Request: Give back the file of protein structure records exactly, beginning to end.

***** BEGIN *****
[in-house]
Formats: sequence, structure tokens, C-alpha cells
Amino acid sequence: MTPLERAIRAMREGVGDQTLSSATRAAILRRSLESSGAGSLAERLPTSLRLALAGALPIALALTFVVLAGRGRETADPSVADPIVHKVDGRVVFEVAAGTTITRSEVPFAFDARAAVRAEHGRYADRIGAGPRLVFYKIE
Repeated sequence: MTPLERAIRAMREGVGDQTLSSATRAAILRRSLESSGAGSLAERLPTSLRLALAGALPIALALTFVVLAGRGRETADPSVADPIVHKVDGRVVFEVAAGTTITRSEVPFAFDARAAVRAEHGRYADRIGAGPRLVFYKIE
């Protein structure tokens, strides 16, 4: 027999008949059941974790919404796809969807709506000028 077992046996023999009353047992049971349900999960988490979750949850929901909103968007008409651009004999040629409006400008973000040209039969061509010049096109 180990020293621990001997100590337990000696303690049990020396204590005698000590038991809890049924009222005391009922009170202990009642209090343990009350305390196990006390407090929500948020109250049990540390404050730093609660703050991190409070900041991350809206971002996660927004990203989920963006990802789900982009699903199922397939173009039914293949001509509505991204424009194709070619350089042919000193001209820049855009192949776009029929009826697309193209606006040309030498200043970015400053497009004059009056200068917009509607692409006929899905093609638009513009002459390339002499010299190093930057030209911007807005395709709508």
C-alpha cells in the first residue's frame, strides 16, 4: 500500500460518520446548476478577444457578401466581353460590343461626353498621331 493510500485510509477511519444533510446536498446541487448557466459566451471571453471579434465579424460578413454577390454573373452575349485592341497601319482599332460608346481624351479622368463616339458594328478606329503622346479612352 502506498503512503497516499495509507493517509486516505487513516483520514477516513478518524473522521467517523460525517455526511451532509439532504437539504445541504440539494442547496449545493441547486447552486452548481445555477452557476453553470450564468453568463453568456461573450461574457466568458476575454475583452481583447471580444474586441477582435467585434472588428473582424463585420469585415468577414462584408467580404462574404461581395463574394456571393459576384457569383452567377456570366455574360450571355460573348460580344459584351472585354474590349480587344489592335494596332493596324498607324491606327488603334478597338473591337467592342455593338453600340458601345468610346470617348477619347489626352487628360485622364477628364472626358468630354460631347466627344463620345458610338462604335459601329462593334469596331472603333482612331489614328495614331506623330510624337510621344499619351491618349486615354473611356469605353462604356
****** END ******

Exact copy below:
[in-house]
Formats: sequence, structure tokens, C-alpha cells
Amino acid sequence: MTPLERAIRAMREGVGDQTLSSATRAAILRRSLESSGAGSLAERLPTSLRLALAGALPIALALTFVVLAGRGRETADPSVADPIVHKVDGRVVFEVAAGTTITRSEVPFAFDARAAVRAEHGRYADRIGAGPRLVFYKIE
Repeated sequence: MTPLERAIRAMREGVGDQTLSSATRAAILRRSLESSGAGSLAERLPTSLRLALAGALPIALALTFVVLAGRGRETADPSVADPIVHKVDGRVVFEVAAGTTITRSEVPFAFDARAAVRAEHGRYADRIGAGPRLVFYKIE
């Protein structure tokens, strides 16, 4: 027999008949059941974790919404796809969807709506000028 077992046996023999009353047992049971349900999960988490979750949850929901909103968007008409651009004999040629409006400008973000040209039969061509010049096109 180990020293621990001997100590337990000696303690049990020396204590005698000590038991809890049924009222005391009922009170202990009642209090343990009350305390196990006390407090929500948020109250049990540390404050730093609660703050991190409070900041991350809206971002996660927004990203989920963006990802789900982009699903199922397939173009039914293949001509509505991204424009194709070619350089042919000193001209820049855009192949776009029929009826697309193209606006040309030498200043970015400053497009004059009056200068917009509607692409006929899905093609638009513009002459390339002499010299190093930057030209911007807005395709709508």
C-alpha cells in the first residue's frame, strides 16, 4: 500500500460518520446548476478577444457578401466581353460590343461626353498621331 493510500485510509477511519444533510446536498446541487448557466459566451471571453471579434465579424460578413454577390454573373452575349485592341497601319482599332460608346481624351479622368463616339458594328478606329503622346479612352 502506498503512503497516499495509507493517509486516505487513516483520514477516513478518524473522521467517523460525517455526511451532509439532504437539504445541504440539494442547496449545493441547486447552486452548481445555477452557476453553470450564468453568463453568456461573450461574457466568458476575454475583452481583447471580444474586441477582435467585434472588428473582424463585420469585415468577414462584408467580404462574404461581395463574394456571393459576384457569383452567377456570366455574360450571355460573348460580344459584351472585354474590349480587344489592335494596332493596324498607324491606327488603334478597338473591337467592342455593338453600340458601345468610346470617348477619347489626352487628360485622364477628364472626358468630354460631347466627344463620345458610338462604335459601329462593334469596331472603333482612331489614328495614331506623330510624337510621344499619351491618349486615354473611356469605353462604356